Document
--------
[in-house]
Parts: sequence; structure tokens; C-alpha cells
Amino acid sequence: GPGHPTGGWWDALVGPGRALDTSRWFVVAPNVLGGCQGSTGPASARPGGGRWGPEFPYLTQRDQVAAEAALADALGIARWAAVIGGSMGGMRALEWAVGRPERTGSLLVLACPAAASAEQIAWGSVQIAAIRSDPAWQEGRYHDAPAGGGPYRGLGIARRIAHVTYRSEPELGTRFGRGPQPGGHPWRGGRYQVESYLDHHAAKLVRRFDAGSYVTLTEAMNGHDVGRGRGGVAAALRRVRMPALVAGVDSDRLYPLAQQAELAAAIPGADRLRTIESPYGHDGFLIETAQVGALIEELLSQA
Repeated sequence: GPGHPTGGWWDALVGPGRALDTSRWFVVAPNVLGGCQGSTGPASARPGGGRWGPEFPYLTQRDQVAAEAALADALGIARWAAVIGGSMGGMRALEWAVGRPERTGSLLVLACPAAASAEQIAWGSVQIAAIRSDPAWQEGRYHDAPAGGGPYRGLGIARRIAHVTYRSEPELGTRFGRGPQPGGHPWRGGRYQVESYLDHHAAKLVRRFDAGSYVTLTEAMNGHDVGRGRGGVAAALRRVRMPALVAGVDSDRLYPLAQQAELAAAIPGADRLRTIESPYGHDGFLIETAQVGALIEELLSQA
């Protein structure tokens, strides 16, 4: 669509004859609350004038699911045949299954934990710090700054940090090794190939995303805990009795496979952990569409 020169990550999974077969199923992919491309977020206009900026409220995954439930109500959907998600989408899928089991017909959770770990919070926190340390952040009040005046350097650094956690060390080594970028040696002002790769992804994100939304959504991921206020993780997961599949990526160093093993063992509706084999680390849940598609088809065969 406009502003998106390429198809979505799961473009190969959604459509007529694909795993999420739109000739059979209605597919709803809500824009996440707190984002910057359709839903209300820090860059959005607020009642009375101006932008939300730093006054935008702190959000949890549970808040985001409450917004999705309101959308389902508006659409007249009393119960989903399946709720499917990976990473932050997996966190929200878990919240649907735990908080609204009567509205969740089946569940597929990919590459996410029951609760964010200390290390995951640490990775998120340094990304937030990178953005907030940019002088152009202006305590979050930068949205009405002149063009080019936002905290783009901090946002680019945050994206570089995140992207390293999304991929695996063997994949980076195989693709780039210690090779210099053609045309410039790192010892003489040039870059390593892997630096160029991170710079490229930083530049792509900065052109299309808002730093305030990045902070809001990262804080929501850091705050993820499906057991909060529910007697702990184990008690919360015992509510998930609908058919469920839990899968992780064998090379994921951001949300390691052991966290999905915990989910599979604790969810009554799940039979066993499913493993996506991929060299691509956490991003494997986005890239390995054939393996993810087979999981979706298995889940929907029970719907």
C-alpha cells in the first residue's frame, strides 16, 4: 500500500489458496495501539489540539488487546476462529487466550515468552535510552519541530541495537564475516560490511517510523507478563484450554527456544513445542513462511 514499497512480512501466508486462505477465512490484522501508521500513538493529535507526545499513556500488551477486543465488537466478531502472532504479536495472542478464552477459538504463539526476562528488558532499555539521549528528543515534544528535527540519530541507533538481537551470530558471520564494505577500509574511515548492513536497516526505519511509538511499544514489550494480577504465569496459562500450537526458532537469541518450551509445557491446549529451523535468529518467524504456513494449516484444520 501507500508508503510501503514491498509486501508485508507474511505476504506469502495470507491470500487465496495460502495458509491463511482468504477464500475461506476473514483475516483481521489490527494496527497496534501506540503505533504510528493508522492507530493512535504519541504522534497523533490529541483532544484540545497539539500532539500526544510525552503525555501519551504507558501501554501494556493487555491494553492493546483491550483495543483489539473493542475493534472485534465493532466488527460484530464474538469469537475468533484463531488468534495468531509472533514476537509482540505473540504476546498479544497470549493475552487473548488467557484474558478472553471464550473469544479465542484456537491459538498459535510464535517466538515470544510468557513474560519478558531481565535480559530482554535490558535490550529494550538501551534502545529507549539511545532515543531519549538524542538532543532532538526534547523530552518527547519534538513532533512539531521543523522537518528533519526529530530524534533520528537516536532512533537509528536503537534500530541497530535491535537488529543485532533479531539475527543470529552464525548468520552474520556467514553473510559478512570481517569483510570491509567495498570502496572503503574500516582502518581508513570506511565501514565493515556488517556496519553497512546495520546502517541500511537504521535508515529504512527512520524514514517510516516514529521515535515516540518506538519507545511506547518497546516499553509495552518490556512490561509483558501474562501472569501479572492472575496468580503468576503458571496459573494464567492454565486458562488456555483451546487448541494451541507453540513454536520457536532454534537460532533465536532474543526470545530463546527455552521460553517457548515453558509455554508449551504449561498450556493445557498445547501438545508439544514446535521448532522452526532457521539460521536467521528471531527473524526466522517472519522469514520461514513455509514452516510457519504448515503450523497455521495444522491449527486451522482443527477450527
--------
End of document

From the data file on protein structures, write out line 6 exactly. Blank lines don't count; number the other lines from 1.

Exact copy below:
C-alpha cells in the first residue's frame, strides 16, 4: 500500500489458496495501539489540539488487546476462529487466550515468552535510552519541530541495537564475516560490511517510523507478563484450554527456544513445542513462511 514499497512480512501466508486462505477465512490484522501508521500513538493529535507526545499513556500488551477486543465488537466478531502472532504479536495472542478464552477459538504463539526476562528488558532499555539521549528528543515534544528535527540519530541507533538481537551470530558471520564494505577500509574511515548492513536497516526505519511509538511499544514489550494480577504465569496459562500450537526458532537469541518450551509445557491446549529451523535468529518467524504456513494449516484444520 501507500508508503510501503514491498509486501508485508507474511505476504506469502495470507491470500487465496495460502495458509491463511482468504477464500475461506476473514483475516483481521489490527494496527497496534501506540503505533504510528493508522492507530493512535504519541504522534497523533490529541483532544484540545497539539500532539500526544510525552503525555501519551504507558501501554501494556493487555491494553492493546483491550483495543483489539473493542475493534472485534465493532466488527460484530464474538469469537475468533484463531488468534495468531509472533514476537509482540505473540504476546498479544497470549493475552487473548488467557484474558478472553471464550473469544479465542484456537491459538498459535510464535517466538515470544510468557513474560519478558531481565535480559530482554535490558535490550529494550538501551534502545529507549539511545532515543531519549538524542538532543532532538526534547523530552518527547519534538513532533512539531521543523522537518528533519526529530530524534533520528537516536532512533537509528536503537534500530541497530535491535537488529543485532533479531539475527543470529552464525548468520552474520556467514553473510559478512570481517569483510570491509567495498570502496572503503574500516582502518581508513570506511565501514565493515556488517556496519553497512546495520546502517541500511537504521535508515529504512527512520524514514517510516516514529521515535515516540518506538519507545511506547518497546516499553509495552518490556512490561509483558501474562501472569501479572492472575496468580503468576503458571496459573494464567492454565486458562488456555483451546487448541494451541507453540513454536520457536532454534537460532533465536532474543526470545530463546527455552521460553517457548515453558509455554508449551504449561498450556493445557498445547501438545508439544514446535521448532522452526532457521539460521536467521528471531527473524526466522517472519522469514520461514513455509514452516510457519504448515503450523497455521495444522491449527486451522482443527477450527